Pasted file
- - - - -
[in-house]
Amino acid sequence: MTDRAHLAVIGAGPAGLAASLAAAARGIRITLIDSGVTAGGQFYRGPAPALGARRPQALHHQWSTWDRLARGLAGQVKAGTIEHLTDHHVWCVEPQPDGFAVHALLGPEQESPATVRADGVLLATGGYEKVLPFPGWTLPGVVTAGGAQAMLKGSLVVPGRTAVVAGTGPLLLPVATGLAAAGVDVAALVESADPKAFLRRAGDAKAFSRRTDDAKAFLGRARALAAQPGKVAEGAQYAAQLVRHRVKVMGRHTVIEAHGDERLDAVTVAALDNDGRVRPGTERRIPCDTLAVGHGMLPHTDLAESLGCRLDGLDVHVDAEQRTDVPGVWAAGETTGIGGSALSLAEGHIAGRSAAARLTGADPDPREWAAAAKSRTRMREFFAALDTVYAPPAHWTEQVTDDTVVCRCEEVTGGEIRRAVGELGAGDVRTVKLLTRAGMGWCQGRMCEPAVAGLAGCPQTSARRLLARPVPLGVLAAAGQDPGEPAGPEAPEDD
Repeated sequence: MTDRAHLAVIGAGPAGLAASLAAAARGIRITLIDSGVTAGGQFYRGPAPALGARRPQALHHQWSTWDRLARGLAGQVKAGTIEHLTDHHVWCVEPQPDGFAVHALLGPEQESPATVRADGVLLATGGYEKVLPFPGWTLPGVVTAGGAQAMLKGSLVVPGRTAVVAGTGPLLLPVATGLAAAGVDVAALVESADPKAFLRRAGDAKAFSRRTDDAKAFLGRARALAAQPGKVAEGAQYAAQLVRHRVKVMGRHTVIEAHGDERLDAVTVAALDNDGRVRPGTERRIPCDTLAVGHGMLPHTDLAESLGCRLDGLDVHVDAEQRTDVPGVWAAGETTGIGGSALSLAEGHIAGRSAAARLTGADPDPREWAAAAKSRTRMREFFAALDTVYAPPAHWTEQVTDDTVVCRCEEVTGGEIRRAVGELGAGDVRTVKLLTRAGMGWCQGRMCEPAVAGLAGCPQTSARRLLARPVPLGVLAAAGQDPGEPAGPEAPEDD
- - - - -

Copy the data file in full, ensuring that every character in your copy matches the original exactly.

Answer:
[in-house]
Amino acid sequence: MTDRAHLAVIGAGPAGLAASLAAAARGIRITLIDSGVTAGGQFYRGPAPALGARRPQALHHQWSTWDRLARGLAGQVKAGTIEHLTDHHVWCVEPQPDGFAVHALLGPEQESPATVRADGVLLATGGYEKVLPFPGWTLPGVVTAGGAQAMLKGSLVVPGRTAVVAGTGPLLLPVATGLAAAGVDVAALVESADPKAFLRRAGDAKAFSRRTDDAKAFLGRARALAAQPGKVAEGAQYAAQLVRHRVKVMGRHTVIEAHGDERLDAVTVAALDNDGRVRPGTERRIPCDTLAVGHGMLPHTDLAESLGCRLDGLDVHVDAEQRTDVPGVWAAGETTGIGGSALSLAEGHIAGRSAAARLTGADPDPREWAAAAKSRTRMREFFAALDTVYAPPAHWTEQVTDDTVVCRCEEVTGGEIRRAVGELGAGDVRTVKLLTRAGMGWCQGRMCEPAVAGLAGCPQTSARRLLARPVPLGVLAAAGQDPGEPAGPEAPEDD
Repeated sequence: MTDRAHLAVIGAGPAGLAASLAAAARGIRITLIDSGVTAGGQFYRGPAPALGARRPQALHHQWSTWDRLARGLAGQVKAGTIEHLTDHHVWCVEPQPDGFAVHALLGPEQESPATVRADGVLLATGGYEKVLPFPGWTLPGVVTAGGAQAMLKGSLVVPGRTAVVAGTGPLLLPVATGLAAAGVDVAALVESADPKAFLRRAGDAKAFSRRTDDAKAFLGRARALAAQPGKVAEGAQYAAQLVRHRVKVMGRHTVIEAHGDERLDAVTVAALDNDGRVRPGTERRIPCDTLAVGHGMLPHTDLAESLGCRLDGLDVHVDAEQRTDVPGVWAAGETTGIGGSALSLAEGHIAGRSAAARLTGADPDPREWAAAAKSRTRMREFFAALDTVYAPPAHWTEQVTDDTVVCRCEEVTGGEIRRAVGELGAGDVRTVKLLTRAGMGWCQGRMCEPAVAGLAGCPQTSARRLLARPVPLGVLAAAGQDPGEPAGPEAPEDD